For the next two weeks I'll be back in Kenya for the first time in nearly 8 years. Returning to my home away from home has always been a bittersweet thing. Some of my most awestruck and cathartic moments have occurred on the plains of East Africa. But each time I go back, I'm also struck back down by the unrelenting spread of people across the landscapes. Africa remains the homeland of humanity.
My job this time is to report on the plight of the Grevy's zebra. This symbolic and striking animal, has suffered greatly from human expansion. In 1979 there were an estimated 20,000 Grevys' in Kenya and Ethiopia. Today there are less than 2100, and they continue to dwindle even in last tiny protected pockets. We are really in danger of losing Equus grevyi.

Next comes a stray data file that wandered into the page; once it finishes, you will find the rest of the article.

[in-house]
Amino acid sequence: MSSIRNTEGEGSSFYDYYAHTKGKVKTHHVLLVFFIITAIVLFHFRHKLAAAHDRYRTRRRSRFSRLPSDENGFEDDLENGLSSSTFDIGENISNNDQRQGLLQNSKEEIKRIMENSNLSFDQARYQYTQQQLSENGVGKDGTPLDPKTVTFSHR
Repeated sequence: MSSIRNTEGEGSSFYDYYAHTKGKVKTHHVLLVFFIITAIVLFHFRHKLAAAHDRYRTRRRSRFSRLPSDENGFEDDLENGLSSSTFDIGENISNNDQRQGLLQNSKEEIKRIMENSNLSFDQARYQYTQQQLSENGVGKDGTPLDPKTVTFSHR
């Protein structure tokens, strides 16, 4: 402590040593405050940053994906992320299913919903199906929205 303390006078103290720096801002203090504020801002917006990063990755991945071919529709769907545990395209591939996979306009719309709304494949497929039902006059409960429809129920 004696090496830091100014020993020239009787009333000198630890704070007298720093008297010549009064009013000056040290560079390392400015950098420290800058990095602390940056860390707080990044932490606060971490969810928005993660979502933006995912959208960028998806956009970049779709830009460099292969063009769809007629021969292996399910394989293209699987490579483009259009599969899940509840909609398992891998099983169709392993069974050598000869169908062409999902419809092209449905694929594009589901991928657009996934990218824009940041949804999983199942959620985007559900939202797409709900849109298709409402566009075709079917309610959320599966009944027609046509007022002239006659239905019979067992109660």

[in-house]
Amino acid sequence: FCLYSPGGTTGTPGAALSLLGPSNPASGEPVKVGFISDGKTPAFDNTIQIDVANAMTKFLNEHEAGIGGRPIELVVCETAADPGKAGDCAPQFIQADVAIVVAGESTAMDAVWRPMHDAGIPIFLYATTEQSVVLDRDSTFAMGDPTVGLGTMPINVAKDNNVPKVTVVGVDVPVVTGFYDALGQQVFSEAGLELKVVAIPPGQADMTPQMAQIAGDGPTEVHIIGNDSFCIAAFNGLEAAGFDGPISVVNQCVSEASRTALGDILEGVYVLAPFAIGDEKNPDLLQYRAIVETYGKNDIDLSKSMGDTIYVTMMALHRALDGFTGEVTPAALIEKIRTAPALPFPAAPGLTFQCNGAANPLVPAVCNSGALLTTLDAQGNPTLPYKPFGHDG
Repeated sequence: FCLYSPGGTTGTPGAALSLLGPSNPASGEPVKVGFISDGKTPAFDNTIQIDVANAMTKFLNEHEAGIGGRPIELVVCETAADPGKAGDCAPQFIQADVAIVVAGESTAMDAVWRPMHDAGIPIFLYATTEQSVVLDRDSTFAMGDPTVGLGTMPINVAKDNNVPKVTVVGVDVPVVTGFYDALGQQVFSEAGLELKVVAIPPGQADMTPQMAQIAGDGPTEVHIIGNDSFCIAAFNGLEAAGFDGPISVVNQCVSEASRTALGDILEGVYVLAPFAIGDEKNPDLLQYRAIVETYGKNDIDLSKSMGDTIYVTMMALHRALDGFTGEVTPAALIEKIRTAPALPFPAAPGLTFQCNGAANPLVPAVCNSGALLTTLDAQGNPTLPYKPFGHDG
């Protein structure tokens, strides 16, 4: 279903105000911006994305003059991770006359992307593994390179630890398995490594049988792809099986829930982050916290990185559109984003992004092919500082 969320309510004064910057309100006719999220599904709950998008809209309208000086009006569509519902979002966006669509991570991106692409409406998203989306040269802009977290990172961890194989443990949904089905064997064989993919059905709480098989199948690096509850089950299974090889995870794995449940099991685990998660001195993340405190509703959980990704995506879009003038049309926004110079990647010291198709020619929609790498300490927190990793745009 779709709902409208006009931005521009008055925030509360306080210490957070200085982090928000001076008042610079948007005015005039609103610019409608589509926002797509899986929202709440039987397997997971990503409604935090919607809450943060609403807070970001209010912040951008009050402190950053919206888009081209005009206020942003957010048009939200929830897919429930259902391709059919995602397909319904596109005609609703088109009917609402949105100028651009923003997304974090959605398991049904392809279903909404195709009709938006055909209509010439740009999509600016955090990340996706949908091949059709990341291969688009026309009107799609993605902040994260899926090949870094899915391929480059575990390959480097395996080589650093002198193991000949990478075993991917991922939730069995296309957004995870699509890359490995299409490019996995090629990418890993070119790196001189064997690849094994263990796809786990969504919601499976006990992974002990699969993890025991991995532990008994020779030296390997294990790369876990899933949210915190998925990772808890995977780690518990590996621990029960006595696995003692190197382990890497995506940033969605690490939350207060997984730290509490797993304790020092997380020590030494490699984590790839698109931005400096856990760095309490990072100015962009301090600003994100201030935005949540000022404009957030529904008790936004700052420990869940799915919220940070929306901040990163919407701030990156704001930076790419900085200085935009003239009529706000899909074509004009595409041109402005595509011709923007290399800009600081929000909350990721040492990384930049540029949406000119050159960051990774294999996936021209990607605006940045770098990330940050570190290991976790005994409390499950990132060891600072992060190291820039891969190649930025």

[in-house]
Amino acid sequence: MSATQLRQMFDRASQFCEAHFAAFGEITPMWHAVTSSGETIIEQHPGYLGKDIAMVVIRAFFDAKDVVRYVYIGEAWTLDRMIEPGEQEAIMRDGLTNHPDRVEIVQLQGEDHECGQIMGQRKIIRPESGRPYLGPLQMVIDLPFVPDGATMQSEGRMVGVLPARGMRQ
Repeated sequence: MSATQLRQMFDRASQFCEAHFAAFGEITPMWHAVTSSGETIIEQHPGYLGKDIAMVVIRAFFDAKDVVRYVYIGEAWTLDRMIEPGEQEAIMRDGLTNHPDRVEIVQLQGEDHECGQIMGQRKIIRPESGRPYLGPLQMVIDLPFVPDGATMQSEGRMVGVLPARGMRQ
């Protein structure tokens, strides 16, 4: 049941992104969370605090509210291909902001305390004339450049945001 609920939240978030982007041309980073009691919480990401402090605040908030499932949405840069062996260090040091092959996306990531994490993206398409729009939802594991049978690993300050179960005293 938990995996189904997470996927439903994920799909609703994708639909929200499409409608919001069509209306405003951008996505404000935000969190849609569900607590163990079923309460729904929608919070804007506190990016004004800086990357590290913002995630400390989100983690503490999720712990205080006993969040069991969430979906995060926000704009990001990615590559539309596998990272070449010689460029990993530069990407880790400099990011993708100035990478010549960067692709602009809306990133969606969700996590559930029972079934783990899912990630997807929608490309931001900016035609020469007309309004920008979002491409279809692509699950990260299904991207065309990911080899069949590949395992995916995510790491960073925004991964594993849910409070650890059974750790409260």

Imagine soon having to teach our children the alphabet: "A is for Apple, in a pie it's a treat... Z is for Zebra, a horse-like creature you'll never meet."
The swahili name for zebra, is punda milia (crying donkey). One night, when I'm far from the light and hum of Nairobi, I'll record their voices and you'll be able to hear why. Serengeti nights will be quieter, and the world much lonelier without them.
Afia boro na salama punda milia. Tutaoana kidogo badai!
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